Knitter’s Film Picks: RAMS and ADDICTED TO SHEEP

Some of you my know that my husband is a professional film critic. A few weeks ago he told me that he had to watch a film for review: “I think you might like it. It’s set in Iceland, and it’s about sheep.”

He was entirely correct: the film RAMS is indeed set in Iceland, it’s about sheep… and I absolutely adored it. (Spoiler alert: the professional film critic did, too!) It’s an utterly charming little film about a family in a small farming community dealing with a family crisis and a farming crisis. It won the very prestigious ‘Un Certain Regard’ prize when it premiered at the Cannes Film Festival last year.

The scenery is fabulous, and the knitwear is amazing. There are scenes – like the one in the photo below – where three-quarters of the people in them are wearing hand-knits. Now, as a knit designer, I’m used to being in environments where three-quarters of the people are wearing handknits, but those are knitting classes and conferences and yarn shops. This isn’t a film about knitting, and these aren’t scenes about knitting: these are just casual scenes in cafes and village halls.

What’s not to love?

Don’t just take our word for it, you can see all the glowing reviews on Rotten Tomatoes, and watch the trailer.

If you’re in the UK, it’s playing in cinemas, and is available for digital rental from BFI.

If you’re in Canada, a regional run starts this Friday in Toronto at the TIFF Bell Lightbox, opening in Montreal February 26 and throughout the winter in other cities.

If you’re in the US, it’s playing in NY and LA, with other cities coming soon.

Expect VOD/download and DVD releases later this year.

Although I haven’t had a chance to see it yet, I hear that “Addicted to Sheep“, which ran on UK television earlier this week is also a winner. It’s about a sheep farming family, in the north of England, and their question to breed the prefect sheep. Available for viewing .through the BBC iPlayer now, although there are geographic restrictions.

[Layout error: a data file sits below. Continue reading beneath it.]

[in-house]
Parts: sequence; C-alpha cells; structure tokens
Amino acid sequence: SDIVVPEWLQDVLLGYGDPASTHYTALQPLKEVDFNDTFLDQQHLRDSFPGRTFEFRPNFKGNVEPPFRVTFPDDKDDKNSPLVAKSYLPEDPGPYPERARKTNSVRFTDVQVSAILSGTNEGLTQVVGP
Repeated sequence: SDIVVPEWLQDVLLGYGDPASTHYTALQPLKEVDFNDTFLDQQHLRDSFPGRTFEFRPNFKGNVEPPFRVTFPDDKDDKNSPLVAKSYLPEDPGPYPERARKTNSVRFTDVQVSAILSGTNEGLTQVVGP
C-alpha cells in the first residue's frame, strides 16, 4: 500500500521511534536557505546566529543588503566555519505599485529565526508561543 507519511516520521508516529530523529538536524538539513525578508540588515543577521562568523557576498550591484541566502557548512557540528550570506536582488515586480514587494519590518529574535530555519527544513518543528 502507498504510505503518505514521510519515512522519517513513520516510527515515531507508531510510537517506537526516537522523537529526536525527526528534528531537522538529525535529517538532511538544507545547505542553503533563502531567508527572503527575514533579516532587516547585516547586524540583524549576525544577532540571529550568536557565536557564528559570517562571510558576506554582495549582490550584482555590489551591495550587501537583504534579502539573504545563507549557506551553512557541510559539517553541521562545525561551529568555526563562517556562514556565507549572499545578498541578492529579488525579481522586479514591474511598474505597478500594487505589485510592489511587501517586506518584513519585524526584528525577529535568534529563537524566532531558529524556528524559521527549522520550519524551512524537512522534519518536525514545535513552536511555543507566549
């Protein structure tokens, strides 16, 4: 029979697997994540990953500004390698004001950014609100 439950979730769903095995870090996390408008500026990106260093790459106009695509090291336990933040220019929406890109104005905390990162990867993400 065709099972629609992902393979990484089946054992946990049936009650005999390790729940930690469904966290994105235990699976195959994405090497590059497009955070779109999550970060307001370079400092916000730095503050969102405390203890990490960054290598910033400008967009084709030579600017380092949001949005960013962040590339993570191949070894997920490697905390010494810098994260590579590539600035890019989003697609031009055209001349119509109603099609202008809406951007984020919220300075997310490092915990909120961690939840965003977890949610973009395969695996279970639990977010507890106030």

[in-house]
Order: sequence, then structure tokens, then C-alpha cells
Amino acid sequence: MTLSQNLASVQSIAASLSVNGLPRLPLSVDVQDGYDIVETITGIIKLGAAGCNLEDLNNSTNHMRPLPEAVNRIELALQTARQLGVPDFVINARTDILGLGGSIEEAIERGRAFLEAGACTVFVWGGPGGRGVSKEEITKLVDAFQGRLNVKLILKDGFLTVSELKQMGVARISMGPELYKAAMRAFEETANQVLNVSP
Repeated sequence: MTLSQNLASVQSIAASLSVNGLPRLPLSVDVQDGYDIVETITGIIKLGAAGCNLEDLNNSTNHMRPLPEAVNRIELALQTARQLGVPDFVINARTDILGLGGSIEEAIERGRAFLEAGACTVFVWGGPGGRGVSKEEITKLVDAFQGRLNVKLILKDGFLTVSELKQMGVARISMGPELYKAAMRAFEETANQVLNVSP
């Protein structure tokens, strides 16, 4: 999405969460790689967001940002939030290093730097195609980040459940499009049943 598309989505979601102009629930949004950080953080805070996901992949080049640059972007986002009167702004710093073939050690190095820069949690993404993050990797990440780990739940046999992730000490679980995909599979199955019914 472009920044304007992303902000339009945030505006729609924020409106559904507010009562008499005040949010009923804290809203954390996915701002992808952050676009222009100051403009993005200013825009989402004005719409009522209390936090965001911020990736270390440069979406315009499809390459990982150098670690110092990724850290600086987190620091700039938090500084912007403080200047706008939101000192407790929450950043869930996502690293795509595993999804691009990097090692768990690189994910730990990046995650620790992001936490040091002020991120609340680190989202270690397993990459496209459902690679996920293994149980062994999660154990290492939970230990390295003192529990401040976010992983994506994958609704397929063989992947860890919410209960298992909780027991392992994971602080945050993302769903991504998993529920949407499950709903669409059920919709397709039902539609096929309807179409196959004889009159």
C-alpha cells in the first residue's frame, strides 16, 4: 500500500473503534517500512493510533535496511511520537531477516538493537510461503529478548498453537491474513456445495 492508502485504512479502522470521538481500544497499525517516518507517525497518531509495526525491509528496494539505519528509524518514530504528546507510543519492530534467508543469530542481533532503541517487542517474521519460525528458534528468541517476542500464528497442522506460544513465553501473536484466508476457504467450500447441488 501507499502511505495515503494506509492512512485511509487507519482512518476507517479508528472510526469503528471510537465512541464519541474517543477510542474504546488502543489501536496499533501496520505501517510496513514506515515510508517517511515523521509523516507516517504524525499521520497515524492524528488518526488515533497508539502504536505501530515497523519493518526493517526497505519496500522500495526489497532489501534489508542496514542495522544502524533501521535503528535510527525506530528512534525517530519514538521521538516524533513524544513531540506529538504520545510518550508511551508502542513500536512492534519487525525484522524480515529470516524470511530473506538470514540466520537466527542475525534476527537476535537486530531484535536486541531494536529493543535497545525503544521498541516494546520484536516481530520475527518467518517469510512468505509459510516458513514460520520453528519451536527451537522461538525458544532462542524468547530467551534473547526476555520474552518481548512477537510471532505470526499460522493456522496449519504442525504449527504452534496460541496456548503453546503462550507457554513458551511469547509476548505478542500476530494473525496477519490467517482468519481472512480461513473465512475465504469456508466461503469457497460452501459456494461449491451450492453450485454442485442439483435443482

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WWW: Bouncy Happy Sheep; Knitting Needles in Space; Knitting Patterns as Code

This can’t fail to improve your day:

Have difficulty telling Llamas and Aplacas apart? This handy guide might help. Although, I’m not often in a position to encounter, let alone mistake, the two, I did enjoy learning more about the personalities of these charming creatures!

Socks worn by Albert Edward Prince of Wales, 1842. Image ©Historic Royal Palaces

A philosophical pondering on the nature of a darned sock. The author of this article thought it was about repairing buildings. I think it’s about a fascinating royal sock.

I’m often asked about whether you can take knitting needles on planes (the answer is generally yes, FYI), but I’d never considered whether you’re allowed to take knitting needles into space…

Amazing: the world’s largest crochet blanket. At 11,148 square meters – nearly 3 acres – in size took over 2000 women over 6 months to create. The objective was to establish a world record, and once it was officially measured, the blanket was divided into 8,034 individual blankets to be donated to the homeless and the needy.

A smart and interesting discussion of the parallels between knitting and writing computer code, and a discussion of the Waldorf School skill-centric teaching methods… “Can learning to knit help those learning to code?” Spoiler alert: yes!

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Surprise WIPs

Our Surprises launched a couple of weeks ago, there’s already some terrific projects taking shape.


Genesneaky‘s Here Be Dragons socks are looking terrific. A dramatic color choice, but not so dark that you can’t see the patterning. Fab.

AndreaFL‘s Talula looks very promising… I adore this color choice.

And bonus points for a really beautiful swatch….

This makes me so very happy…

And Calenia‘s Stars in the Twilight shawl is absolutely gorgeous in an unexpected but fantastic colour.

Look at the beads!

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WWW: State of the Industry Survey, Sheepy Car Commercial, On Ethical Wool

Image courtesy The Roving Crafters.